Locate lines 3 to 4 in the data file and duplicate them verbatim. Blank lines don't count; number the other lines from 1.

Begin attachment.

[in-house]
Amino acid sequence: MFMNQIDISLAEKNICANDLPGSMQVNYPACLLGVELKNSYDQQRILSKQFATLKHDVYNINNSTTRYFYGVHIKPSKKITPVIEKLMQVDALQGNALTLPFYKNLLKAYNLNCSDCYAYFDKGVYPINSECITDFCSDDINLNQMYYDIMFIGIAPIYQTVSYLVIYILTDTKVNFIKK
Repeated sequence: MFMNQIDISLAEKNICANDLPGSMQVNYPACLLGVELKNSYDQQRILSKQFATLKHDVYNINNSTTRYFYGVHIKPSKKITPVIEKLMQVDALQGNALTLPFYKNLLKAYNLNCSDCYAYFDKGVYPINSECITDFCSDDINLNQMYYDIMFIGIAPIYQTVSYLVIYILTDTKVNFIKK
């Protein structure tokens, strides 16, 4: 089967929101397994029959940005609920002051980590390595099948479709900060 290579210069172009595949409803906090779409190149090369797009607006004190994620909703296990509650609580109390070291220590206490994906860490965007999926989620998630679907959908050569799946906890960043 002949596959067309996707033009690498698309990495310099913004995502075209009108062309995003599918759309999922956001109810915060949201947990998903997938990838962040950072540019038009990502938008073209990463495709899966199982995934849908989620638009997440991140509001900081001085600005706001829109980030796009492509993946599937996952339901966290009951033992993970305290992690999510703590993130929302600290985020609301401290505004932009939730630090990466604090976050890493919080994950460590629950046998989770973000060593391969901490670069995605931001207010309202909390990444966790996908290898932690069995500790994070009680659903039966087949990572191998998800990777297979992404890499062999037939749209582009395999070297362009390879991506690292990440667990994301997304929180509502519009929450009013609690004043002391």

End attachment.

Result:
Repeated sequence: MFMNQIDISLAEKNICANDLPGSMQVNYPACLLGVELKNSYDQQRILSKQFATLKHDVYNINNSTTRYFYGVHIKPSKKITPVIEKLMQVDALQGNALTLPFYKNLLKAYNLNCSDCYAYFDKGVYPINSECITDFCSDDINLNQMYYDIMFIGIAPIYQTVSYLVIYILTDTKVNFIKK
């Protein structure tokens, strides 16, 4: 089967929101397994029959940005609920002051980590390595099948479709900060 290579210069172009595949409803906090779409190149090369797009607006004190994620909703296990509650609580109390070291220590206490994906860490965007999926989620998630679907959908050569799946906890960043 002949596959067309996707033009690498698309990495310099913004995502075209009108062309995003599918759309999922956001109810915060949201947990998903997938990838962040950072540019038009990502938008073209990463495709899966199982995934849908989620638009997440991140509001900081001085600005706001829109980030796009492509993946599937996952339901966290009951033992993970305290992690999510703590993130929302600290985020609301401290505004932009939730630090990466604090976050890493919080994950460590629950046998989770973000060593391969901490670069995605931001207010309202909390990444966790996908290898932690069995500790994070009680659903039966087949990572191998998800990777297979992404890499062999037939749209582009395999070297362009390879991506690292990440667990994301997304929180509502519009929450009013609690004043002391």